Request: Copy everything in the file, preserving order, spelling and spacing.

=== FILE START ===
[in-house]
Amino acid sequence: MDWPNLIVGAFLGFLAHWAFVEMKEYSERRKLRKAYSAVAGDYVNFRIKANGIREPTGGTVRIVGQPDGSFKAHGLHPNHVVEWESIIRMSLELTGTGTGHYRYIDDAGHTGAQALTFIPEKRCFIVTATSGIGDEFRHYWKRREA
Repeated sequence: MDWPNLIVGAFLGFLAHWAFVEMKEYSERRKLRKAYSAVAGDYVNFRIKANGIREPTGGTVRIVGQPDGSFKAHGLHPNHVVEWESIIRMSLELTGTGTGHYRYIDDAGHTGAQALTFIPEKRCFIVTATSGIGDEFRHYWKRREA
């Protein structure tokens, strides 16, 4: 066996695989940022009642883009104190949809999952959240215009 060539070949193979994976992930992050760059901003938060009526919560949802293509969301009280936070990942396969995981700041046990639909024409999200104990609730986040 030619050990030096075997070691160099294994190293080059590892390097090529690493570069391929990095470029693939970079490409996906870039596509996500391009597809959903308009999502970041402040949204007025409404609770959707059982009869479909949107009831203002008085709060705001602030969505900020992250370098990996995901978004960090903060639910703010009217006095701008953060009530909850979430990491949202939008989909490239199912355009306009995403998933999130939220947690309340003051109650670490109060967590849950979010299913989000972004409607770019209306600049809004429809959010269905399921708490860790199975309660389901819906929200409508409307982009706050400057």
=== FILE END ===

[in-house]
Amino acid sequence: MDWPNLIVGAFLGFLAHWAFVEMKEYSERRKLRKAYSAVAGDYVNFRIKANGIREPTGGTVRIVGQPDGSFKAHGLHPNHVVEWESIIRMSLELTGTGTGHYRYIDDAGHTGAQALTFIPEKRCFIVTATSGIGDEFRHYWKRREA
Repeated sequence: MDWPNLIVGAFLGFLAHWAFVEMKEYSERRKLRKAYSAVAGDYVNFRIKANGIREPTGGTVRIVGQPDGSFKAHGLHPNHVVEWESIIRMSLELTGTGTGHYRYIDDAGHTGAQALTFIPEKRCFIVTATSGIGDEFRHYWKRREA
């Protein structure tokens, strides 16, 4: 066996695989940022009642883009104190949809999952959240215009 060539070949193979994976992930992050760059901003938060009526919560949802293509969301009280936070990942396969995981700041046990639909024409999200104990609730986040 030619050990030096075997070691160099294994190293080059590892390097090529690493570069391929990095470029693939970079490409996906870039596509996500391009597809959903308009999502970041402040949204007025409404609770959707059982009869479909949107009831203002008085709060705001602030969505900020992250370098990996995901978004960090903060639910703010009217006095701008953060009530909850979430990491949202939008989909490239199912355009306009995403998933999130939220947690309340003051109650670490109060967590849950979010299913989000972004409607770019209306600049809004429809959010269905399921708490860790199975309660389901819906929200409508409307982009706050400057």